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Some evangelicals back Bush as Republican most likely to win

WASHINGTON (BP)–A front-page New York Times article Nov. 7 reported that prominent conservative leaders, evangelical Christians and the National Right to Life Committee are working behind the scenes to persuade their backers to support Texas Gov. George Bush as the Republican most likely to win the White House next year.
With candidate Patrick J. Buchanan having announced his intention to seek the Reform Party’s nomination, many conservatives and evangelicals are concerned that Buchanan, if successful, could drain enough votes from the Republican nominee to allow a Democrat to be elected, as happened when Bill Clinton first ran for the White House with the Reform Party’s Ross Perot in the 1992 race.
Buchanan, who has hosted the CNN program “Crossfire,” is strongly pro-life and touts many conservative positions and, thus, could attract many evangelical and conservative voters if he wins the Reform Party nomination.
Conservative leaders and many evangelicals are telling their supporters to put aside misgivings that Bush is not sufficiently pro-life, the New York Times reported. The article quotes Richard Land, president of the Ethics & Religious Liberty Commission of the Southern Baptist Convention, as saying, “My impression among evangelicals and Southern Baptists is that they are at this point satisfied that Gov. Bush is strongly pro-life.” Land further said Bush “is committed to changing the hearts and minds of Americans on this issue and that he believes we cannot substantially change the law until we change hearts and minds.”
While the article stated that Land, because he is an SBC official, would make no endorsement, Land noted during his Nov. 8 “For Faith & Family” radio broadcast that he never endorses candidates and would not make an exception in this case.
“It’s the George Bush campaign’s job to convince Southern Baptists and evangelicals, not mine,” Land said he told the reporter, Richard Berke. His comment, however, was not included in the article.
Land said that as an evangelical leader, he should “never endorse candidates, but instead, we should be concerned about whether candidates endorse us and whether the candidates are going to support our values and our beliefs and our convictions.” Land said on the radio broadcast, “… our allegiance doesn’t belong to any political party. It doesn’t belong to any politician. Our allegiance belongs to God and his Word, and we should seek candidates who endorse our values and our beliefs and our convictions.”
In recent newsletters, the nation’s largest antiabortion group, the National Right to Life Committee (NRLC), has urged its readers not to stray to a third party candidate. While the group does not endorse Bush, it specifically urges its followers to stay away from third parties.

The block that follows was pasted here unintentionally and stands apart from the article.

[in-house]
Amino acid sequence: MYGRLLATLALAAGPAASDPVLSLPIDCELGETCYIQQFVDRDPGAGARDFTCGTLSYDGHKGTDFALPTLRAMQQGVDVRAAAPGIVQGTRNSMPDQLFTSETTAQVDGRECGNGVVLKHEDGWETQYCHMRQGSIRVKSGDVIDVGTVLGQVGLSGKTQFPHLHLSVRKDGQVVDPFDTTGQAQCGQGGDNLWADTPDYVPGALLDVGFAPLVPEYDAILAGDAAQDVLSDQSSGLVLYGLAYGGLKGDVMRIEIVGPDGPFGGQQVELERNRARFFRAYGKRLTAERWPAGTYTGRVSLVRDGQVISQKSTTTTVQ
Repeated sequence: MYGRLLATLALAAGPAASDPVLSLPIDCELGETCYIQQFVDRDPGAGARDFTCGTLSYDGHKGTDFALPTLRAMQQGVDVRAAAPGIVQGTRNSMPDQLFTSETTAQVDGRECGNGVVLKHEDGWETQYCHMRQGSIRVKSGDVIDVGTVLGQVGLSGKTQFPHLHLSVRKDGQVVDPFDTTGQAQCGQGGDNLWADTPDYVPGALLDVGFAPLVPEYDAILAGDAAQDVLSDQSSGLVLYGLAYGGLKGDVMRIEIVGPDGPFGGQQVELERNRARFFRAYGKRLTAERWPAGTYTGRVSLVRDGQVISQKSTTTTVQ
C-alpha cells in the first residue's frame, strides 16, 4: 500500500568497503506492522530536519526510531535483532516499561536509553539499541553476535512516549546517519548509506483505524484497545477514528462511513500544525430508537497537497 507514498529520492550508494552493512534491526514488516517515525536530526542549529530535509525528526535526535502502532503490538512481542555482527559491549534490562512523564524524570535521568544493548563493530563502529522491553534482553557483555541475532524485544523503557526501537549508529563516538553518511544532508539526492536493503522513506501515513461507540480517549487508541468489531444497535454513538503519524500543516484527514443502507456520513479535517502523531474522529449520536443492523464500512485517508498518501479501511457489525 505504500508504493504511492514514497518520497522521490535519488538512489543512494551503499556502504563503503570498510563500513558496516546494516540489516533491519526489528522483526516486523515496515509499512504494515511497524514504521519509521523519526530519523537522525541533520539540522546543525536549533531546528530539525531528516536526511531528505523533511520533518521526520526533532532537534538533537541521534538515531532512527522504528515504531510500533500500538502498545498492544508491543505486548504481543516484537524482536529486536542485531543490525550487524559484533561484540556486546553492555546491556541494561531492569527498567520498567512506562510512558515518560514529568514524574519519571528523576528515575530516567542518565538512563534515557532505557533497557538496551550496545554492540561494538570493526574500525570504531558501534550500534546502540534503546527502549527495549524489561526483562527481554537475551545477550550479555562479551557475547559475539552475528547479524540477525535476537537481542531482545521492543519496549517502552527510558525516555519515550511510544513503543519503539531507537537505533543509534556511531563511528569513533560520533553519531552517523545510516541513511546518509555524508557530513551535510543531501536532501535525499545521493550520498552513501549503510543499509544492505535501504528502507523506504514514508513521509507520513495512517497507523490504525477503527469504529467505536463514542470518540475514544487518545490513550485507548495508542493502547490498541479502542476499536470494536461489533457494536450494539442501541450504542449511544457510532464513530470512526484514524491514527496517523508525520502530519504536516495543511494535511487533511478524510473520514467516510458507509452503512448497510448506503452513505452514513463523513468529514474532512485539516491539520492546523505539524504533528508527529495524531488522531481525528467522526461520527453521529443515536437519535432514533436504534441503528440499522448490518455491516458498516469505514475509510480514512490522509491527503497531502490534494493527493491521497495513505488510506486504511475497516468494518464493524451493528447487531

“The responsibility for inflicting President Bill Clinton on this nation belongs not only to those who voted for Clinton directly,” a story in a recent newsletter published by the NRLC states. “It must be shared by those who made Clinton’s election possible indirectly by casting a third-party vote that had the effect more of punishing than actually electing someone.”
The NRLC’s newsletter article further states that “if Al Gore or Bill Bradley or some other proabortionist wins the presidential election in 2000, the eight years of pro-life misery under Clinton will turn into 12 or even 15 years of misery.”
In another NRLC newsletter, the group called for its members, on behalf of unborn children, to oppose Buchanan because “he will only take away votes from a pro-life candidate who can win.”
Two other Republicans, Steve Forbes and Gary Bauer, are trying to make hay with Bush’s refusal to discuss abortion in-depth by pointing out in their campaign literature how strongly pro-life they are. Sen. John McCain, R.-Ariz., also is pro-life, but has chosen, like Bush, to downplay the issue on the campaign trail.
Several prominent evangelicals, including Pat Robertson, Jerry Falwell and Ralph Reed have endorsed Bush. Others, like Land and James Dobson of Focus on the Family, have declined to endorse any candidate. Dobson, a personal friend of Bauer’s, has not discussed whom he prefers among the Republican candidates on his popular “Focus on the Family” radio talk show heard by an estimated 5 million listeners each day.
The bottom line, Land said, is that evangelical leaders should not be out endorsing candidates, but instead should be seeking candidates who endorse evangelical positions.
“Most politicians are like children. They do what you inspect, not what you expect,” Land said.

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  • Daniel Walker Guido